The 36-year-old penned an update on Hart, her 2-year-old son with ex Jim Edmonds, on her blog. The RHOC alum shares that she knew something was different about Hart when he was born and that the cerebral palsy diagnosis is something she has been expecting for a long time.
"Although he grew at a typical rate, laughed on time and played with toys," she wrote, "I just knew something was different.
"All the doctors and therapists told me I was just being an overly cautious mother. I thought I was losing my mind, but I insisted upon an MRI. That MRI confirmed a diagnosis of Periventricular Leukomalacia or PVL which is brain death caused by lack of oxygen. This is often a precursor diagnosis to Cerebral Palsy."
Meanwhile, King’s estranged husband and father of her three children was not aware of the diagnosis. Speaking to PEOPLE, a representative for Edmonds said: Jim is unaware of any such diagnosis and, if it is even true, it is completely unconscionable and absolutely disgraceful that Meghan would announce this on social media without discussing it with him first."
She assured readers that Hart is doing wonderfully, and is "hardly delayed" in any of his milestones, but added that he "has somewhat plateaued in his physical progress which can be very disheartening for a therapy mama" like herself.
Before she began to suspect that Hart has cerebral palsy, her only frame of reference for the condition was her cousin, whom she never saw walk. The single mom now knows that cerebral palsy exists on a spectrum and that “it’s neither shameful nor sad to land anywhere on that spectrum.”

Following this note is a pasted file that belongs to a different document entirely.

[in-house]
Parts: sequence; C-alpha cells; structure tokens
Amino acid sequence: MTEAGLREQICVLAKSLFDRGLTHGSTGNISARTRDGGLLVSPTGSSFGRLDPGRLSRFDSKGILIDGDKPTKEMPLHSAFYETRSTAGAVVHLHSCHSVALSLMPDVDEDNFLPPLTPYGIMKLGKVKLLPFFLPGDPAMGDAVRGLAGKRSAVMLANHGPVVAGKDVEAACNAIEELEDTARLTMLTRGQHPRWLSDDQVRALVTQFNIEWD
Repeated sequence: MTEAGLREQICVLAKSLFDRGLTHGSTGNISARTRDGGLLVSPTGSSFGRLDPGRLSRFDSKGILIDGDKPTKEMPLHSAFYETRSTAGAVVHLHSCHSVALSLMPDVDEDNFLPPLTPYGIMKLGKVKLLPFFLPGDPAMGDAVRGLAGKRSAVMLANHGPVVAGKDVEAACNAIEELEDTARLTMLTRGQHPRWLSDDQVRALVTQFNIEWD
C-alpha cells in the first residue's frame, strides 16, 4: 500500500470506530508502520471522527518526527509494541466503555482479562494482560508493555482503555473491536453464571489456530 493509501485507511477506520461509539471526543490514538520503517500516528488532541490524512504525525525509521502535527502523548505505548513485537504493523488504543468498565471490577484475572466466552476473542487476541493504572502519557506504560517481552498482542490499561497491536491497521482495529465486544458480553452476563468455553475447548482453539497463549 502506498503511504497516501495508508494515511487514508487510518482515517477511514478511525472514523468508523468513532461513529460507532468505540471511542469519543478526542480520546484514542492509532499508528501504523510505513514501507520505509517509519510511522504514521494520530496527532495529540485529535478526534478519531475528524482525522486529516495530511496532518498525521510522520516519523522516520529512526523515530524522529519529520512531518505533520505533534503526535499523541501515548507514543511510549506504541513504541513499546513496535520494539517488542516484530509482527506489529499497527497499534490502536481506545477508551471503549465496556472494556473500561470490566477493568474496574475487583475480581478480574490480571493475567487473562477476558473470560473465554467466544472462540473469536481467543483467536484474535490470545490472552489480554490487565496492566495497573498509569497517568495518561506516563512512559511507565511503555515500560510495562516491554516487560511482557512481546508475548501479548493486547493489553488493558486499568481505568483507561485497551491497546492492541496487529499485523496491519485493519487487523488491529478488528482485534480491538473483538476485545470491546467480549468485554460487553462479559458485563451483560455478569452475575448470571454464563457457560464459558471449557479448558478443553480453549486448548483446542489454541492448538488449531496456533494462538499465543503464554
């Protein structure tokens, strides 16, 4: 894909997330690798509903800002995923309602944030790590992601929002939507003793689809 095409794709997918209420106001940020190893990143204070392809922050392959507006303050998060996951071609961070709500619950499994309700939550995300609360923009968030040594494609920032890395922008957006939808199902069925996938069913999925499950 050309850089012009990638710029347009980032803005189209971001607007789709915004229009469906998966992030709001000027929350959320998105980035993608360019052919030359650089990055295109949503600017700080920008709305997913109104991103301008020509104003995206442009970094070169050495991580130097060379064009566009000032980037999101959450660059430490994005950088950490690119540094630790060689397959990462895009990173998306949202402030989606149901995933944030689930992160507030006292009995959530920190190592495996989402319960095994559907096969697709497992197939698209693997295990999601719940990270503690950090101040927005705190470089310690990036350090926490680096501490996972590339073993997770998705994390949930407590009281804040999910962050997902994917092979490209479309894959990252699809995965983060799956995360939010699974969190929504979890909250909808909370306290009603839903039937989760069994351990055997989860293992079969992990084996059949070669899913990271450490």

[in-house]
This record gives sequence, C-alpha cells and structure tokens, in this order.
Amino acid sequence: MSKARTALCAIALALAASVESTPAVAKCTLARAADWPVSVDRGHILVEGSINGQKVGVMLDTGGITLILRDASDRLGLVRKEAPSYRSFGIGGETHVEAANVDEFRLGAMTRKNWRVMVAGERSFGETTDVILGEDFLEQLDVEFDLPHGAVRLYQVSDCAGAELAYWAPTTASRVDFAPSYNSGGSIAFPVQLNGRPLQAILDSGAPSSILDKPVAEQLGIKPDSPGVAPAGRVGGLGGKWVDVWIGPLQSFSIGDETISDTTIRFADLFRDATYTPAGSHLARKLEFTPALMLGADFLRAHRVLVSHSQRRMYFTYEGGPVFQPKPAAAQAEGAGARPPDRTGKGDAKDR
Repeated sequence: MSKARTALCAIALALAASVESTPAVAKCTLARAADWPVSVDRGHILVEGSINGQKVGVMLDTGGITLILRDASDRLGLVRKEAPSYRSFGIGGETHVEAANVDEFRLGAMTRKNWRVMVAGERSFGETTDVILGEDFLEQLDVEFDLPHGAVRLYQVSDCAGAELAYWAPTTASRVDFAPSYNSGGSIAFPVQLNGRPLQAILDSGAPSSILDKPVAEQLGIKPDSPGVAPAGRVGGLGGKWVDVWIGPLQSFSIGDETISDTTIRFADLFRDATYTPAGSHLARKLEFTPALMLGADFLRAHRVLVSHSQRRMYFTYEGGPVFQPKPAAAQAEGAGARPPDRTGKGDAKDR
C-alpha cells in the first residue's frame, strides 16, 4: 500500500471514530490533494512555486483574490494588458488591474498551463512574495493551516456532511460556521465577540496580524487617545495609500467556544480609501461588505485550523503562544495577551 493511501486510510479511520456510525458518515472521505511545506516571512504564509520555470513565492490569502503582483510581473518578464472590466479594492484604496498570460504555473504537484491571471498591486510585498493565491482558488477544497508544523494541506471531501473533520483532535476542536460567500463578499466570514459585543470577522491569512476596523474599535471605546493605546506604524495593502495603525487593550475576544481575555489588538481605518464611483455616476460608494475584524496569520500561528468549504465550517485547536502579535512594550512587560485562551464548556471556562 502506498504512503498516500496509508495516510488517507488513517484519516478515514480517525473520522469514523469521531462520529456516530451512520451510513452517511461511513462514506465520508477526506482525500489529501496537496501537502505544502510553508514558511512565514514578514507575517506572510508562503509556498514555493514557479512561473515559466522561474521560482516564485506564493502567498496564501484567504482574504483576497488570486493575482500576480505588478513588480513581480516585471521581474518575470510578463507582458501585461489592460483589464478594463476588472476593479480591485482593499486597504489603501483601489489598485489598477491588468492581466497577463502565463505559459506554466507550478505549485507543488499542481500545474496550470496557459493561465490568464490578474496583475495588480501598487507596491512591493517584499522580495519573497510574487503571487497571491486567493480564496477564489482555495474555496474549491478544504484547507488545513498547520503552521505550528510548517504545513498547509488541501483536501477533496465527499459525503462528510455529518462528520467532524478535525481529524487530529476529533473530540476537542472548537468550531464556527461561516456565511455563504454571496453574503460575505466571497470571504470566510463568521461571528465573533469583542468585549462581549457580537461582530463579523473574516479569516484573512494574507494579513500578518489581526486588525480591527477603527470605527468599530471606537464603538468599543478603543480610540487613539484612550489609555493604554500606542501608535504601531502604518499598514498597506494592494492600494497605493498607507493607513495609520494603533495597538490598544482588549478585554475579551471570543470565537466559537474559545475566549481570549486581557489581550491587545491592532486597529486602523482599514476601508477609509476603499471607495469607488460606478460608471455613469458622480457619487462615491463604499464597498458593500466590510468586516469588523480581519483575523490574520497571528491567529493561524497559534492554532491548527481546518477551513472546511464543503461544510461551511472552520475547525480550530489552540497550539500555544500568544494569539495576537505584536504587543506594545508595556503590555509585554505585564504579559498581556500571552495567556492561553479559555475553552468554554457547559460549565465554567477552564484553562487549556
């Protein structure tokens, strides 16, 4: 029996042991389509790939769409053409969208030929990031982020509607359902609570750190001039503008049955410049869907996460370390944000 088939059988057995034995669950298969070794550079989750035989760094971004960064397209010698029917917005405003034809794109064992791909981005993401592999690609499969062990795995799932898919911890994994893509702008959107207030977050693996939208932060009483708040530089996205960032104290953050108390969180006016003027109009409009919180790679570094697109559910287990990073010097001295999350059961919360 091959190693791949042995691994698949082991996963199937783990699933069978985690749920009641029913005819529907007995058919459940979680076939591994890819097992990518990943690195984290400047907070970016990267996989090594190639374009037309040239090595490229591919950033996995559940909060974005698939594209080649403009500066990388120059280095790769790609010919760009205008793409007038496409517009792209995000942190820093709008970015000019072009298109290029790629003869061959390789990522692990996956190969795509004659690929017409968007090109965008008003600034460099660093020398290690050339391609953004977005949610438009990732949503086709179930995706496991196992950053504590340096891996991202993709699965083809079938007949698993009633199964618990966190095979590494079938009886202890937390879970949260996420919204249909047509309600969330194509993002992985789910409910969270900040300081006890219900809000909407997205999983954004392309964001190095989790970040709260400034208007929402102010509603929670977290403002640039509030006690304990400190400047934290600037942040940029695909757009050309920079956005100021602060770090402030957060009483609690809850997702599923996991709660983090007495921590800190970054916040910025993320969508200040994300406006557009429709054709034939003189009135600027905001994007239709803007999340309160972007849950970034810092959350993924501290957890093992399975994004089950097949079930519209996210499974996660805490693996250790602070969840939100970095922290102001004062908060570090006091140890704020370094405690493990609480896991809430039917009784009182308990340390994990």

"This is the once dreadful diagnosis I knew was coming since that fateful day I googled the right thing and it hit me like a truck: CP," she said. "I knew it was CP since Hart was a few months old. I just knew."
The TV personality explained how she has spent the past two years researching treatments into her son’s condition.
"I was expecting this diagnosis," she admitted. "Even though he’s the same kid I expected it to hit me hard. But it didn’t. It didn’t hit me hard at all. In fact I felt relieved. Think about it this way: it was as mundane as going through life every day without putting the lid on the toothpaste and then finally, I got to put the lid on."
Her early intervention and the time Hart has spent in therapy has done wonders for her son. She admitted that if she had waited until the diagnosis to start treatments, she would have lost almost a year and a half of therapy.
"Hart’s new diagnosis really means nothing different and changes nothing," the mother said. "It just allows him to continue receiving the therapy he’s already getting."